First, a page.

Take a Child Outside

Leaves, Leaves, Leaves

  • Thursday, September 24, 2020

It's Take a Child Outside week! Each day, a new activity will post on the event calendar to inspire your family with ideas and activities to get outside together.

fall color leaves

Fall is here! The cooler temperatures recently are signaling to us that the season is changing. Pretty soon, you'll start noticing leaves changing too.

The Science behind it: In the fall, the day length shortens and temperatures begin to decrease. The cool temperatures and decreased sunlight leads to less chlorophyll (the green pigment) production in the leaves. Existing chlorophyll in the leaves breaks down revealing the yellow and orange pigments that's been in the leaves. Red pigments result from sugars trapped in the leaves when the plant severs the connection with the leaves before they fall off.

Go Explore! Take a leaf walk. As you are walking with your children, look for different types of leaves (think different shapes, colors, or sizes!). You can take a nature journal and trace or draw what you find.

Get Creative! On your walk, collect some of your favorite leaves. You should only collect leaves that have fallen on the ground unless you have permission to pick them. Bring your leaves back home for an art project. My favorite thing to do with leaves is a colorful leaf rubbing.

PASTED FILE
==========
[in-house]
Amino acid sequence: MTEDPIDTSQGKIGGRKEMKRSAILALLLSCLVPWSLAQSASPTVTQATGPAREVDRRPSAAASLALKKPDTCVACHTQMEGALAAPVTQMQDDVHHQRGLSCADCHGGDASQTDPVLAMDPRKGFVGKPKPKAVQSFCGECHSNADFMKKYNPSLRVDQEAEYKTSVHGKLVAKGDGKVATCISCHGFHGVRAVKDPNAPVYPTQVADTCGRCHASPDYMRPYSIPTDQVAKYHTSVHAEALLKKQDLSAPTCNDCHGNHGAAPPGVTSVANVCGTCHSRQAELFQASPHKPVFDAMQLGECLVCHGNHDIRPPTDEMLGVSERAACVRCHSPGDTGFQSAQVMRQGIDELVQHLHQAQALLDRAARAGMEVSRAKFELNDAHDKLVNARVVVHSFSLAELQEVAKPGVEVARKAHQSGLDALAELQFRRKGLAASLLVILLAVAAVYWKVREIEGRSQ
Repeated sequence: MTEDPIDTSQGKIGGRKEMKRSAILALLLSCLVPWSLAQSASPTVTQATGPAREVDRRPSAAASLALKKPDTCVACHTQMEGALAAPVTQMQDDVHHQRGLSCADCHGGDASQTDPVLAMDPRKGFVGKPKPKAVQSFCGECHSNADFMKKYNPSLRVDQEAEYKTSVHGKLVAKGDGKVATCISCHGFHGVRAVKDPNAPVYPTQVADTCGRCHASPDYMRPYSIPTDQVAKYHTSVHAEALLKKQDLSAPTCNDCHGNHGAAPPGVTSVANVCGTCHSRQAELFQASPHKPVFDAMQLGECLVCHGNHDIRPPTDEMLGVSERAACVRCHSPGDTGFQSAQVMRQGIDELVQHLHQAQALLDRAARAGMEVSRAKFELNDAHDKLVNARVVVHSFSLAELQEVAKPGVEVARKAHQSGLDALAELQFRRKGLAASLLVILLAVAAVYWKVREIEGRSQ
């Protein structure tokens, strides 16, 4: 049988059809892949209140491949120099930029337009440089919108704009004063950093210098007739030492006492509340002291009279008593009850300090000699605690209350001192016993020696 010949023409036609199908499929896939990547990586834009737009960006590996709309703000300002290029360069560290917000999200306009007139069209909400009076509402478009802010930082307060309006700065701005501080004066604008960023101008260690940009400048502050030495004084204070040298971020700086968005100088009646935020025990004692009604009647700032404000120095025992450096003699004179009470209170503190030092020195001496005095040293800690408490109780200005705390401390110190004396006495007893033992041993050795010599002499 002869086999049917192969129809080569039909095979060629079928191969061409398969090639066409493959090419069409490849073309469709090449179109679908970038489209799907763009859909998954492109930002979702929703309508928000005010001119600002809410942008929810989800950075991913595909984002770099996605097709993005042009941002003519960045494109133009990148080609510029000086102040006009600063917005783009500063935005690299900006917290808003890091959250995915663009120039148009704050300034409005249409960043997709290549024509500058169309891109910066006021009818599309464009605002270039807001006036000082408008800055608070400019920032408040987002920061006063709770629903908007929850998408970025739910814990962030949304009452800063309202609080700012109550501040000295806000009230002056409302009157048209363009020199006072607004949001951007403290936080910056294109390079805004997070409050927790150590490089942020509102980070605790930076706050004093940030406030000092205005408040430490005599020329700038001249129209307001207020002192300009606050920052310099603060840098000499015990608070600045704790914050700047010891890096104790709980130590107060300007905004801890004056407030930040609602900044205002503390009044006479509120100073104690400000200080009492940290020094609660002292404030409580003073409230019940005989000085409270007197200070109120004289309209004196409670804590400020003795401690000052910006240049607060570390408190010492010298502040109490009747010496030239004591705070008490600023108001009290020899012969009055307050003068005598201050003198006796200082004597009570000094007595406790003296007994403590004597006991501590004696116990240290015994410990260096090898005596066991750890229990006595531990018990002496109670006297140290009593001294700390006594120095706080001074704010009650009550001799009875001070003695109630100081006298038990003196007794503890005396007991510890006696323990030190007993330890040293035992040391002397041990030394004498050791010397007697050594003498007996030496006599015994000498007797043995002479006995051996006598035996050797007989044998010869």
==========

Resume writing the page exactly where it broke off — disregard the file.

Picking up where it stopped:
Supplies: blank paper (thinner works better than construction or heavy paper), crayons, leaves

Place a leaf veins facing up under a piece of paper. Remove the paper wrapper from the crayon and use the crayon on its side to rub back and forth over the area where the leaf is. Younger children might need an extra hand to keep the paper still while they are rubbing over the leaf. Older children (and parents) might enjoy taking their leaf rubbings to the next level. If that's you, go over to The Kitchen Table Classroom for some cool leaf art ideas!

Be a leaf scientist! Choose a family tree in your yard or nearby to watch and record the changes the tree goes through over the next several weeks (make sure it's not an evergreen). It'll be fun to see if it changes faster or slower than you predict!

Take a Child Outside, September 24–30

An initiative of The North Carolina Museum of Natural Sciences and inspired by Richard Louv's book Last Child in the Woods, Take a Child Outside week was founded to help connect children with nature.

Visit the Museum's Web site to find out more about this annual week and other locations to go explore the outdoors with your children.

All Ages.
Please contact Elizabeth Overcash, children's program coordinator, at elizabeth_overcash@ncsu.edu for more information about this program.